Here you can see that for the most part, every channel appears to be trending up significantly heading into Thanksgiving (although three days are too few to call a complete Holiday trend).  This bodes well as retailers need the consumer to open their wallet earlier this year to help make up for the lost 6 days of Holiday 2013:

  • Amazon is up about 10% trend-wise from the previous week. Amazon has started their pre-TG Black Friday deals, which could have moved the needle.
  • eBay had the most significant bump, up 18%.  eBay has started opening the promotional spigot and it seems to be generating results.
  • CSE was relatively flat overall and with Google Shopping.
  • Search was up about 8% trend-wise.

I'm a graphical person and thought this chart does a great job illustrating the relative growth rates for '2wks before' period compared to the 'weekend before' period:

13_nov_wknd_chart

 

Our next post will be on Thanksgiving Day (Nov 28th) where we'll update you on November MTD, fill out the time shift above and have an early read on what we're seeing in the land of e-commerce on Thanksgiving Day.  After that we'll kick into daily mode through Cyber Monday, so stay tuned and everyone have a great Thanksgiving!

This blog post was written by Scot Wingo, ChannelAdvisor CEO.

November 25, 2013

Holiday 2013 Same Store Sales - Third Week of November Results - now with date shifts!

Note: This is a regular feature published by ChannelAdvisor highlighting the Same Store Sales (SSS) across our wide range of thousands of retailers and billions in GMV.  Details on the SSS including background, methodology, disclaimers and schedule can be found in this post.  Our detailed Holiday 2013 schedule can be found here.

Several readers and customers have correctly noted that due to the unusual calendar this year with a very late Thanksgiving, day-to-day comparisons (e.g. Nov 1-7 2012 vs. 13) is a bit 'unfair' because in 2012, that date range was < 3 weeks from Thanksgiving and here in 2013, it's > 3 weeks from Thanksgiving.  We thought that was an interesting thought and in addition to our standard 'date aligned' results today we are looking at 'time shifted' results below.

As we get into Thanksgiving and what we call the Cyber 5 (Thanksgiving -> CyberMonday) we will of course shift everything vs. date aligned.

Date aligned SSS results

Today we are releasing the results for the third week (7 day period) of November 2013 (15-21): (click to enlarge)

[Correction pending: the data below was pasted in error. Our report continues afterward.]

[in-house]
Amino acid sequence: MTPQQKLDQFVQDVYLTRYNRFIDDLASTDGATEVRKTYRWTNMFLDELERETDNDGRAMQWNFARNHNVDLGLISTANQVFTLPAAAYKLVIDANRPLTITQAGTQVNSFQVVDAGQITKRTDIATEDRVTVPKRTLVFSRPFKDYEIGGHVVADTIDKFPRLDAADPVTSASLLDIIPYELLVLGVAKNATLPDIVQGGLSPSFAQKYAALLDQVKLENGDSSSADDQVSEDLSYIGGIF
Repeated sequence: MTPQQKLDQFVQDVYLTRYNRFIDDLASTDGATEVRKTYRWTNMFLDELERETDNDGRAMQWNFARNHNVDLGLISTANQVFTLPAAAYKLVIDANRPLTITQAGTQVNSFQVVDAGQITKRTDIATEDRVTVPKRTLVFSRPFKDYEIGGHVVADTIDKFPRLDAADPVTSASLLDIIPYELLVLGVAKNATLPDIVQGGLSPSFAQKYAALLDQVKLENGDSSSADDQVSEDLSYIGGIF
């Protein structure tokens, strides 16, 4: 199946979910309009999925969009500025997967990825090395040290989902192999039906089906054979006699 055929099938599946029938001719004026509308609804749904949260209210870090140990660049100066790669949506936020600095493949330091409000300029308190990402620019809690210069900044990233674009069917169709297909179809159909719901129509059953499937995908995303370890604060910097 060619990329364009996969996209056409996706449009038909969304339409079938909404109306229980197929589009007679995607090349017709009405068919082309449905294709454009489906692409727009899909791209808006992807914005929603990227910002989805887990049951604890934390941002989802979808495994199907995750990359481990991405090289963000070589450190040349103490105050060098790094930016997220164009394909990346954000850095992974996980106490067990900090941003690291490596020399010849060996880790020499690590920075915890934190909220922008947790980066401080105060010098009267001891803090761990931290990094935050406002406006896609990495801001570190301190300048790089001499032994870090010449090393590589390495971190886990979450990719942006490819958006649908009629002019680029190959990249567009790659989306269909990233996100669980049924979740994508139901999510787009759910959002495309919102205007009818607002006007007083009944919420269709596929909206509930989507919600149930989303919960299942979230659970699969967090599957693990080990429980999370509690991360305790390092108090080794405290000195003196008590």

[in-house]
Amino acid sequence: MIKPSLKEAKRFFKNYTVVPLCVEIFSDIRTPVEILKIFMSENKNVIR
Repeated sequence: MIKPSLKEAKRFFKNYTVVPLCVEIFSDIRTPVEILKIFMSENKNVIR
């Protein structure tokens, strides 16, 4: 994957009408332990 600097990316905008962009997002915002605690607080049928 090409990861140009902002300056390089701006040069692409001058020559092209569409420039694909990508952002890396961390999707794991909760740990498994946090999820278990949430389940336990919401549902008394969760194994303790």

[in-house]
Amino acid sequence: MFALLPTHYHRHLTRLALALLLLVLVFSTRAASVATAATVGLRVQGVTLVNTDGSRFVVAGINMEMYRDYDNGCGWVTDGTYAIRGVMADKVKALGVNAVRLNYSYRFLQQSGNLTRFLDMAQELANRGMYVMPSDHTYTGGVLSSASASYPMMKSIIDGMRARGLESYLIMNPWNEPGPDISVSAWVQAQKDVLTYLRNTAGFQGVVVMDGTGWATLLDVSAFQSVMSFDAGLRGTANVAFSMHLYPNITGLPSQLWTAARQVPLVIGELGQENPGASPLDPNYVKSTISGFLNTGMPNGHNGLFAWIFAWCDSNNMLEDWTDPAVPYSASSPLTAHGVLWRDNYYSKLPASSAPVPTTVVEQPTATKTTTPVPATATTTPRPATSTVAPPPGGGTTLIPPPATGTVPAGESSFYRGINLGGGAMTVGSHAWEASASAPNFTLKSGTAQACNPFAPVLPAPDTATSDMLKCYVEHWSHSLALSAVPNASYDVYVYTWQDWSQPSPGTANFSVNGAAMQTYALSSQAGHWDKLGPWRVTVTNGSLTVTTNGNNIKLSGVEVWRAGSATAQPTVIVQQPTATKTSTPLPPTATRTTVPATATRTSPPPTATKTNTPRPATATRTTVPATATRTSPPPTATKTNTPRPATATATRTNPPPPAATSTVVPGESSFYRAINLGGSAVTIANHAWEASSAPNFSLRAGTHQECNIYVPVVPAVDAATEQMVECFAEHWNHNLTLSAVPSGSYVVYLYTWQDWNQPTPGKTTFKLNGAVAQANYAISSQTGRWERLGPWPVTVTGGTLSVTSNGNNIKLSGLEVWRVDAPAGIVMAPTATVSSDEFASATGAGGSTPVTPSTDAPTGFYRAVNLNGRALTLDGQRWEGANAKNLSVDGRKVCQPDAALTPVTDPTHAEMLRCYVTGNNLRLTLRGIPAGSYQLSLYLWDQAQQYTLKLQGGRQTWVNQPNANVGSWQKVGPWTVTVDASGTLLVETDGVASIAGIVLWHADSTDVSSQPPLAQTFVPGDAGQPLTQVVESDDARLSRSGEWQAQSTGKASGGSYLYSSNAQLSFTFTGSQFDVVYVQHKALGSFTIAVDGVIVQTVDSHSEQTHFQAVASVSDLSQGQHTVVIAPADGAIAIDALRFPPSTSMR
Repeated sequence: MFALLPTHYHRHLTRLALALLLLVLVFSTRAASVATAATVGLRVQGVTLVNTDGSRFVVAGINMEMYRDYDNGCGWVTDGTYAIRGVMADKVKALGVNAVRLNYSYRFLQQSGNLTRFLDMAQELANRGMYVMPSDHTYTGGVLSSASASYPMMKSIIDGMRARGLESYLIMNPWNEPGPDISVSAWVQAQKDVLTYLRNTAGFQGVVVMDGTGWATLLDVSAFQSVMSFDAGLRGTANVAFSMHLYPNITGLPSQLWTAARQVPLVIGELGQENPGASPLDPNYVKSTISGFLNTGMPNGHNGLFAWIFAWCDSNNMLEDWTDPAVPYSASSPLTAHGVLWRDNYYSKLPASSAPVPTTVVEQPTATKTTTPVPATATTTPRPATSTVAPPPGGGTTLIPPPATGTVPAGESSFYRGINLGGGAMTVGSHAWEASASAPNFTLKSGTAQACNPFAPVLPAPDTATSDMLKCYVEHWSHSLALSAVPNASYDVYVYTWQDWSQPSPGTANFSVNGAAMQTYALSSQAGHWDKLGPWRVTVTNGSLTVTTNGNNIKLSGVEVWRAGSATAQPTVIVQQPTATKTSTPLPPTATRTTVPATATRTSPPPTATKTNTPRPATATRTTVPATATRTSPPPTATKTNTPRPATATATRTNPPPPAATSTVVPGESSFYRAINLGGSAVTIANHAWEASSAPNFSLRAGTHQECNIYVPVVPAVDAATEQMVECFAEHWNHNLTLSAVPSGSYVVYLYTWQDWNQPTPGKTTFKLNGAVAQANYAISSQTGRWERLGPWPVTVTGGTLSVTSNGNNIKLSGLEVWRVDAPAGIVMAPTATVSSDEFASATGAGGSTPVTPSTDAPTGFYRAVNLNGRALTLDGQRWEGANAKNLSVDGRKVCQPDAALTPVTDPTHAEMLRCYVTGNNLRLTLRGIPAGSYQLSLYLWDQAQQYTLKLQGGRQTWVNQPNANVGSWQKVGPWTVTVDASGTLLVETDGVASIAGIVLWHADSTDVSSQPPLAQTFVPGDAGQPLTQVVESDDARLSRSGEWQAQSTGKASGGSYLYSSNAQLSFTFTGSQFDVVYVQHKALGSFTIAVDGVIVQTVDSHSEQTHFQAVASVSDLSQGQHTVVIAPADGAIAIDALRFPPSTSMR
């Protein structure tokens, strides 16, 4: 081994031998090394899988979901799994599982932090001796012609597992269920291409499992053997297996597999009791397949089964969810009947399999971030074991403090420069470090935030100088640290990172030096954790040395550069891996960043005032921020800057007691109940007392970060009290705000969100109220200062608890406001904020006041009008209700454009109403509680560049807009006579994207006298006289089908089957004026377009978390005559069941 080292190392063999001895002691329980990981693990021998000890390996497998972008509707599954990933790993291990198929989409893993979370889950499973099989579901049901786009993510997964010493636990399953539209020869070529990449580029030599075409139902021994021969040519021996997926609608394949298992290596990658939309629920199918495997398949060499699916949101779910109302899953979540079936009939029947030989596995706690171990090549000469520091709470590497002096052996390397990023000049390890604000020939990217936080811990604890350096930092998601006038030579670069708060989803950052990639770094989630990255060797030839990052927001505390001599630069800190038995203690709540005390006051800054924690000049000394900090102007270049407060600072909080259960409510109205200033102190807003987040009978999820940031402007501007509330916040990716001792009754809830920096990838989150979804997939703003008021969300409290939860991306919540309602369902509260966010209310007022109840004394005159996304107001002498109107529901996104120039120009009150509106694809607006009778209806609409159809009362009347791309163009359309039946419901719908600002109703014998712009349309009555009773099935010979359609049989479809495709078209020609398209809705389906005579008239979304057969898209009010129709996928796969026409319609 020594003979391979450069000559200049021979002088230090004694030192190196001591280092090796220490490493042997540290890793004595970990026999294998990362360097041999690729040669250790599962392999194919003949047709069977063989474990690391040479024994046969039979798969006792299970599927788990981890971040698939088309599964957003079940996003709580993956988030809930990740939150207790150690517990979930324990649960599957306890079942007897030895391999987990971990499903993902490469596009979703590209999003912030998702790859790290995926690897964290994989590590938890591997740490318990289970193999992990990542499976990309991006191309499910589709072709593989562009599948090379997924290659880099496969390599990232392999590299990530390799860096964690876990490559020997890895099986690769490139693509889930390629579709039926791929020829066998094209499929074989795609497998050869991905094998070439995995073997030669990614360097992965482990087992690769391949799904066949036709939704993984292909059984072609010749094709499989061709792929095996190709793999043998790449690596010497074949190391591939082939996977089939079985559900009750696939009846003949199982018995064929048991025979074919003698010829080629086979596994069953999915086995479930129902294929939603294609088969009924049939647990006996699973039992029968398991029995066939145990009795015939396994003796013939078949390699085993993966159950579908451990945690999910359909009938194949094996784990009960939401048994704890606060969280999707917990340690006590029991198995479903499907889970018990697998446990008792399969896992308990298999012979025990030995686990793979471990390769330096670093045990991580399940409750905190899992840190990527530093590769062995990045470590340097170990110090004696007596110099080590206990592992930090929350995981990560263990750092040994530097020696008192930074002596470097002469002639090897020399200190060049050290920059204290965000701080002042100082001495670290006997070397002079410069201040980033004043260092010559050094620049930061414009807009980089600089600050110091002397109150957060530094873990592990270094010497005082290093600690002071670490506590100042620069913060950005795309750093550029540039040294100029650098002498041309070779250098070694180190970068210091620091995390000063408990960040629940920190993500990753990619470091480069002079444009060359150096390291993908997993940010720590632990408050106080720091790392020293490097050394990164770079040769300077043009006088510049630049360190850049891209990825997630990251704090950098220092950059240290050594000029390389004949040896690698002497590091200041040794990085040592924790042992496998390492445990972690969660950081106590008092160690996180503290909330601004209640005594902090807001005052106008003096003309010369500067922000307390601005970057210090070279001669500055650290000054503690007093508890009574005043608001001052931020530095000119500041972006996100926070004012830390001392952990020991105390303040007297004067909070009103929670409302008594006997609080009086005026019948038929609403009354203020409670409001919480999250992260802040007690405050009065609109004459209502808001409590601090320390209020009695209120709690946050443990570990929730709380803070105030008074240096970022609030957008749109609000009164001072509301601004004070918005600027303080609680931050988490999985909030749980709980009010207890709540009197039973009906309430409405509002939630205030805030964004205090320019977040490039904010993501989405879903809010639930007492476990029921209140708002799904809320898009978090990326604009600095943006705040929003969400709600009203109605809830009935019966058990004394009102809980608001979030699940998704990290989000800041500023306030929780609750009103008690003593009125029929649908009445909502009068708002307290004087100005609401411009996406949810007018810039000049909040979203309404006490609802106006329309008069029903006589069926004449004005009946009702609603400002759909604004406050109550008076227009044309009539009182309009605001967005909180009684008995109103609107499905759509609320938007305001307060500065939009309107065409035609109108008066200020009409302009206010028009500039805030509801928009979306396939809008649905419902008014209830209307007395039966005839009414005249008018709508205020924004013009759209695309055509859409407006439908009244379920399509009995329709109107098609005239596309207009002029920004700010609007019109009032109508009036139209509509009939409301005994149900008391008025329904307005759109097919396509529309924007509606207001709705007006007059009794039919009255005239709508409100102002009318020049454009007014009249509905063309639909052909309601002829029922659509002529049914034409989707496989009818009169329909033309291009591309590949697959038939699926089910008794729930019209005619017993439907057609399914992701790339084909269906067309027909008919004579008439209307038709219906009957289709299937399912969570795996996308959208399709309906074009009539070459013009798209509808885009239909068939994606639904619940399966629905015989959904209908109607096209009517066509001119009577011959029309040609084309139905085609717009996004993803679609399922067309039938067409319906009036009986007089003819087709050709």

13_nov_wk_3

Here is our analysis on the results:

  • Amazon - Amazon dipped a bit in week three from week two, but is still well North of 20%, which we view as a positive set-up for the holiday.
  • eBay - eBay increased to 12.9% in the third week.
  • CSE - CSE slowed to 5.2%.
  • GS  - Google Shopping/PLA slowed to 46%, showing some headwinds compared to last year's holiday ramp.
  • Search - Search increased to 2.2% in week 3 from 1.7% in week 2.

Tablet+Smartphone continued to take share from Desktop coming in at 19%.  Conversion rates on Phone ticked up slightly with the rest remaining largely unchanged.

Date shifted November analysis

As mentioned, we thought it would be interesting to 'date shift' the weeks in November to get a better 'aligned comp'.  To do this, we start with the day before Thanksgiving (11/21/12 and 11/27/13)  and mark those week 1 before TG, week 2 before TG, etc.

In this table we have the three week period and two week period before Thanksgiving aligned between 2012 and 2013:

13_nov_wk_3_shifted

 

A couple of insights from this view of the data:

  • Amazon - ramping very nicely compared to last year and into Thanksgiving which bodes well for them over the Cyber 5.
  • eBay - Growing in-line with e-commerce heading into holiday.
  • CSE and GS also look strong going into the Thanksgiving kick-off
  • Search is under pressure which is what we've been seeing all year from Google Shopping.

Our next post will be on Thanksgiving day (Nov 28th) where we'll update you on November MTD, fill out the time shift above and have an early read on what we're seeing in the land of e-commerce on Thanksgiving Day.  After that we'll kick into daily mode through Cyber Monday, so stay tuned and everyone have a great Thanksgiving!

This blog post was written by Scot Wingo, ChannelAdvisor CEO.

November 18, 2013

The Five Laws of Product Data - Part Five

We have now arrived at the final stage of this five-part blog series on product data, written by Rynhardt Hanekom and Rachel Miller from ChannelAdvisor’s Customer Success team.

So far in the blog series we’ve covered law one, which recommends that data be available for use in any of your business’s needs. Law two discussed why your data should be sustainable, made of building blocks that are scalable, smart and flexible. Law three covered how your data showcases the value, details and unique selling points of your products, whilst law four examined how your data should be excellent, exhibiting quality that allows it to be effective.

This final instalment will examine law five, showing how you can ultimately turn your product data into one of your business’s greatest assets. We’ll also provide you with a scorecard that will allow you to assess whether your business abides by all five laws.

The Final Law

The fifth and final law is making sure your product data is thorough and meets all the requirements of your business. Incomplete product data could cause content to fall through the cracks and put your business-building plans on hold. As a result, you’d need to invest more time to the data you already have.